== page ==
Jordan Levin

Here & Now performance festival a mixed bag

Alexis Caputo performs in Hattie Mae Williams’ ‘Snatched,’ part of the Miami Light Project’s Here & Now festival.
Alexis Caputo performs in Hattie Mae Williams’ ‘Snatched,’ part of the Miami Light Project’s Here & Now festival. Miami Herald Staff

Miami Light Project’s Here & Now festival is always a gamble. Its admirable premise of giving young artists their first shot at a fully produced performance, or more experienced ones a place to try out new works, necessarily means not all pieces are ready for prime time. The festival has been a crucial venue for important Miami voices such as Teo Castellanos, Rosie Herrera, Rudi Goblen and Natasha Tsakos.

But the format also results in the conundrum of evenings like the opening of this year’s festival, which runs through Saturday at The Light Box at Goldman Warehouse in Wynwood. Two of the four works were rewarding, sometimes significantly so. Another needed an outside eye, and a fourth was so amateurish and disjointed it didn’t belong in a professional performance at all.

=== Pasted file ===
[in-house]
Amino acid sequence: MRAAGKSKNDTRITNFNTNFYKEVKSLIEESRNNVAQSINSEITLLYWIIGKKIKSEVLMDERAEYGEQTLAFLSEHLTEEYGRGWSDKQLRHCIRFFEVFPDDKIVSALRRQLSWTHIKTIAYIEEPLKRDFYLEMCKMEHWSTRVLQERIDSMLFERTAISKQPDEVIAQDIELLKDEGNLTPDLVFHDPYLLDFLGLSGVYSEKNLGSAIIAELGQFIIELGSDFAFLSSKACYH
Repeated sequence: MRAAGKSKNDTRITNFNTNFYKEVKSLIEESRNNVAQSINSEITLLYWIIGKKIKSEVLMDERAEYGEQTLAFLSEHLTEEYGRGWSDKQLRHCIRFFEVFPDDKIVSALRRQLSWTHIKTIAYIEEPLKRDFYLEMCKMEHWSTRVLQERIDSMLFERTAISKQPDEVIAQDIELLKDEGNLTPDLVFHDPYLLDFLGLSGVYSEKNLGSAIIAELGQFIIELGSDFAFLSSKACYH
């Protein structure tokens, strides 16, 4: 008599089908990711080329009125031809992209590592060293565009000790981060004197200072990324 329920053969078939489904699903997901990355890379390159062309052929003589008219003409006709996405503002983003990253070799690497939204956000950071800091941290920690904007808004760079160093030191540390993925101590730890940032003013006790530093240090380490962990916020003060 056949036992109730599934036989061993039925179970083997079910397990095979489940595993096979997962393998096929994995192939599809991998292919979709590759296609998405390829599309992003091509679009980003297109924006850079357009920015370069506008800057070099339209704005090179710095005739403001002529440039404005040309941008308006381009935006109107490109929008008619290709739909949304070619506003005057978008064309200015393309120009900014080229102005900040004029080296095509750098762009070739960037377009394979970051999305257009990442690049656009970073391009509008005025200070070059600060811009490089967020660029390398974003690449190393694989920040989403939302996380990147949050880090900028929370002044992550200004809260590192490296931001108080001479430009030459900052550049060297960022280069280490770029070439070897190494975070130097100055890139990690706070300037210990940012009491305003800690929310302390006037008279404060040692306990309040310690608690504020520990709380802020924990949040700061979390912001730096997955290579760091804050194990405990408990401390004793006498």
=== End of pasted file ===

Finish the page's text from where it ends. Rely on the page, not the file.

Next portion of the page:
Most satisfying was Hattie Mae Williams’ Snatched, a conceptually ambitious work that, though sometimes rambling, was frequently compelling and inventive. Williams, a Miami native who recently returned after years working in New York as a dance filmmaker and site-specific choreographer, invokes three historical figures whose African origins made them into exotic displays for white Western audiences: cabaret artist Josephine Baker, the exoticized darling of jazz age Paris; Sarah Baartman, an African woman exhibited as the “Hottentot Venus” in early 19th century Europe; and Ota Benga, a Congolese Pygmy shown at the Bronx Zoo in the early 1900s. Williams uses them to look at issues of racism and sexism; at how women, and black women in particular, are classified; at how the way we are seen can define our identity to ourselves as well as to others.